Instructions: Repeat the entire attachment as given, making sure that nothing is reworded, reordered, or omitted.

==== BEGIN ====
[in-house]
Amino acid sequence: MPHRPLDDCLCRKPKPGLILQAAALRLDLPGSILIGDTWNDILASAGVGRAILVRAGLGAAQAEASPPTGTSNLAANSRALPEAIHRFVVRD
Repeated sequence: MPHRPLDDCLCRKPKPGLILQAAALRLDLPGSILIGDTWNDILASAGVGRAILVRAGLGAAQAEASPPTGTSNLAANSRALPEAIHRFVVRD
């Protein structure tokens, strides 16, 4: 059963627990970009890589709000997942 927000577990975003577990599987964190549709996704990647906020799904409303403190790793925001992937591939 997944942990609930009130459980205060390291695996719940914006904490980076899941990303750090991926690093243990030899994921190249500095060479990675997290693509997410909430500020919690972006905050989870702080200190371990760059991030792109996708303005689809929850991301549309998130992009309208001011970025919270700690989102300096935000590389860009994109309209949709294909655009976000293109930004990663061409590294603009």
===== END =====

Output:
[in-house]
Amino acid sequence: MPHRPLDDCLCRKPKPGLILQAAALRLDLPGSILIGDTWNDILASAGVGRAILVRAGLGAAQAEASPPTGTSNLAANSRALPEAIHRFVVRD
Repeated sequence: MPHRPLDDCLCRKPKPGLILQAAALRLDLPGSILIGDTWNDILASAGVGRAILVRAGLGAAQAEASPPTGTSNLAANSRALPEAIHRFVVRD
């Protein structure tokens, strides 16, 4: 059963627990970009890589709000997942 927000577990975003577990599987964190549709996704990647906020799904409303403190790793925001992937591939 997944942990609930009130459980205060390291695996719940914006904490980076899941990303750090991926690093243990030899994921190249500095060479990675997290693509997410909430500020919690972006905050989870702080200190371990760059991030792109996708303005689809929850991301549309998130992009309208001011970025919270700690989102300096935000590389860009994109309209949709294909655009976000293109930004990663061409590294603009």